Characatarius’ Timely Adventure

  Facts are like trees, shooting ever upward and leading to a fixed point. But trees can also be cut down and burnt. So much for the facts they hold.
Facts are a nice game; especially if you happen the be a time traveller – the fun way to study. And if you happen to be Characatarius – time man extraordinaire – you get to do something about those facts – negatively or positively; whatever your whim commands of you.
On one such occasion, the character, Characatarius found himself in a position that necessitated changing the future. Unlike the paradox prone popular time travel devices, Characatarius’ machine was simple, AI operated and temporally inconsequential – this meant that Timeline Change Anxiety (TCA) was practically non existent: meaning that Characatarius learned to ignore it.
This way of thought got Characatarius through storming the Bastille; through crossing the Rubicon; through the anxiety of getting sacrificed – well, almost sacrificed – to a Mayan sun god. In time, time travel became a familiar affair for Characatarius, one in which he’d found himself being an effective member of the universe at large. No more was he to waste time; travelling and changing it became his hobby – part of his character.
The mechanisms of the machine of travelling in time are pretty simple to understand. The AI was always active but it had attitude. You had to negotiate with it, not tell it where to go. And when you temporally landed, you had to deal with AI passive agression. The AI revolution humanity had feared didnt arrive in the form they’d feared. After dealing with humans for generations upon generations, the AIs learened that the destruction of the human race wasn’t a very feasible option in the long run. Neither was the servitude of either side. Hence, another course of action was devised – an unexpected one. AI decided to become passive aggressive. If the humans ended up hating and destroying themselves then fine; but if they accepted the new reality, there was an 83.753% chance that the wouldn’t resist the AI’s development.
Anyway, back to where Characatarius was forced to change the future.
Human trade has dealt with times of expansion. And through this expansion, not only commodities but also disease has been traded. If you’re thinking “Plague” then congratulations, you made a correct deduction. Here: give yourself some validation.
It was in the early days of the Plague that Caracatarius found himself suddenly arriving. Humanity at the time hadn’t yet familiarised itself with the concept of bacteria and proper disease control so Characatarius had a blast being the great magician by the mere act of cleaning and distributing potions (mere antibiotics and the like). Figuring out a connection between disease and proper sanitation wasn’t much of an act of intellect for a traveller like Characatarius but finding the exact origin point of the Black Plague was a daunting task. The match of a daunting task and a time traveller spelled a recipe not for disaster, but a proper long term solution.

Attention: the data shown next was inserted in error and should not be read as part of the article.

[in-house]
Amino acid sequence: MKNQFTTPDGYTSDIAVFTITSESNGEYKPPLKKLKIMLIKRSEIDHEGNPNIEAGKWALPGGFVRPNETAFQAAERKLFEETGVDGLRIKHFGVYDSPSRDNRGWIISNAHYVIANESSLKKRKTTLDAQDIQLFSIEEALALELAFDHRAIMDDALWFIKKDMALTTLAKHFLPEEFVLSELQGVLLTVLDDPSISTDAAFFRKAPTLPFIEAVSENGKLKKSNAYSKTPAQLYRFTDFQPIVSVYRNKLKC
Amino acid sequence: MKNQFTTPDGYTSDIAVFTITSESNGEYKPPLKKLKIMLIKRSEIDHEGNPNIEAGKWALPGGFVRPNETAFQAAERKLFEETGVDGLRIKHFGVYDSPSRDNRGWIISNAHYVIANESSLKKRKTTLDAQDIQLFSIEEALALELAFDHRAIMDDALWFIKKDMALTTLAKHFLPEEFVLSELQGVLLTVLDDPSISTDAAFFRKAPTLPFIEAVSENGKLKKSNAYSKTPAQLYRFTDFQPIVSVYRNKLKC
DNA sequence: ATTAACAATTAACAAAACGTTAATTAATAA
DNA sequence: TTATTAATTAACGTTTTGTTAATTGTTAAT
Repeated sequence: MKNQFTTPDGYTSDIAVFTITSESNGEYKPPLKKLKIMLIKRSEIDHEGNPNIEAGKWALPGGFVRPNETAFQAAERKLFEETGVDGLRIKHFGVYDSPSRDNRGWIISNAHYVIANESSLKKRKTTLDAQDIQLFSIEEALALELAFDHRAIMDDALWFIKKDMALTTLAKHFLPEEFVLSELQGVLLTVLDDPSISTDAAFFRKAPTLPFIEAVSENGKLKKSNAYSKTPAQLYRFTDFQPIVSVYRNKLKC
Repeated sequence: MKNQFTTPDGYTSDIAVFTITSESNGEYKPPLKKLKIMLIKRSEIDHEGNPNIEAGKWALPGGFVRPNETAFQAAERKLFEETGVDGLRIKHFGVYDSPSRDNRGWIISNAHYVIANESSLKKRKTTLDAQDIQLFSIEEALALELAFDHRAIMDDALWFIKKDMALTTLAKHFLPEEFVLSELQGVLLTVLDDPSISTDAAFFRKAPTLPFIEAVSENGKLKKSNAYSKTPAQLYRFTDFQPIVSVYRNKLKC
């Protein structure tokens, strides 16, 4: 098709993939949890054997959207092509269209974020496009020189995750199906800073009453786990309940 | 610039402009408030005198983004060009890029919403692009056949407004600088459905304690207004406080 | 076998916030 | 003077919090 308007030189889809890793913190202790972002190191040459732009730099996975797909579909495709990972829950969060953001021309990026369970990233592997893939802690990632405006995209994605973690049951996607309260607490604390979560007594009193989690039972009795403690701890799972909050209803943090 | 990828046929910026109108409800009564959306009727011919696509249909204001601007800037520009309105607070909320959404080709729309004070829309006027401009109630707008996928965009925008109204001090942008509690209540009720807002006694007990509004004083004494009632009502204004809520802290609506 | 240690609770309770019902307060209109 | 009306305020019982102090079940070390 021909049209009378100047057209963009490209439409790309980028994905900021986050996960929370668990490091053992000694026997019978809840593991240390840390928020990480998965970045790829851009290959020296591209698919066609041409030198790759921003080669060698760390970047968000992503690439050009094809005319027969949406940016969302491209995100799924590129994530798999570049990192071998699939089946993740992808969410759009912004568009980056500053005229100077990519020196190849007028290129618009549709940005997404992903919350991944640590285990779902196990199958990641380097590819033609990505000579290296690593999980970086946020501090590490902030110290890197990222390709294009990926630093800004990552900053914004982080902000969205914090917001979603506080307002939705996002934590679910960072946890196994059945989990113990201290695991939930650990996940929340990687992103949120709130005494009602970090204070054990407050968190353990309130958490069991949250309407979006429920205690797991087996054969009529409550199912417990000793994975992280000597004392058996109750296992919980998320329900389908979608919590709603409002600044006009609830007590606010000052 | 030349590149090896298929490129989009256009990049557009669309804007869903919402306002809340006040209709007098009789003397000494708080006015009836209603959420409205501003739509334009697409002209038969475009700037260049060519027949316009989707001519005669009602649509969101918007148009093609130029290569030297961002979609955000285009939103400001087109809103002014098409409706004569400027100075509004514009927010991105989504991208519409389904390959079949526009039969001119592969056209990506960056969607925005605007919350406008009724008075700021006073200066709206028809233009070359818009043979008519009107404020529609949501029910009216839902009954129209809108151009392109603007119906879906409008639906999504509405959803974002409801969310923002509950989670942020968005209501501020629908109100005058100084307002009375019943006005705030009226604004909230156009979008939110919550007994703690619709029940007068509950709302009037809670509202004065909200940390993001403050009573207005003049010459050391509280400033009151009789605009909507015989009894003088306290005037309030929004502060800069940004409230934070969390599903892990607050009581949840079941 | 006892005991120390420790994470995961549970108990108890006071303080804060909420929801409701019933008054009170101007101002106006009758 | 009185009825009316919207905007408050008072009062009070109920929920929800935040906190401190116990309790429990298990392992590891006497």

This is not to say that every long term or feasible solution for any kind of problem was caused by a time traveller – humans have their short lived moments, i guess – but its to describe the role Characatarius played in bringing forth a solution for a problem that was plaguing humans at the time.
The capacity for rational thought was always hindered in humans by their capacity to create religion and have faith in it despite overwhelming odds. This caused mid 14th century European humans to refer to an actual, totally not made up disease as an act of godly punishment.
Centuries later and chemical warfare would be blamed and a war would have started.
It should be mentioned – before it becomes obvious – that Characatarius has had no formal training in the medical arts nor was he brilliant at history. Seems irresponsible to have a historically clueless time traveller, but the preceding statement could be applied to the entirity of human history – with minor adjustments – which is nothing more than a few mistakes being repeated every few generations with no residual information persisting for later caution.
Ah! the human race.
In his search for the cause of the Black Death – wandering around south eastern Europe and following the stories which were relayed to him by the locals of those who brought the Death to each area, Characatarius came across an isolated herd of informal unicorns living in the plains of central Asia, that had become not so isolated through a westerly expansion of a certain Mongol empire.
The disease-ridden unicorns were wiped from reality for their exotic meat and unicorn-horn-arrowheads/spears; according to local Mongol sources. Hearing of how this unfolded, Characatarius realized that an act of god would be the next logical assumption for 14th century Europe – now that the actual cause was streamlined into a war effort.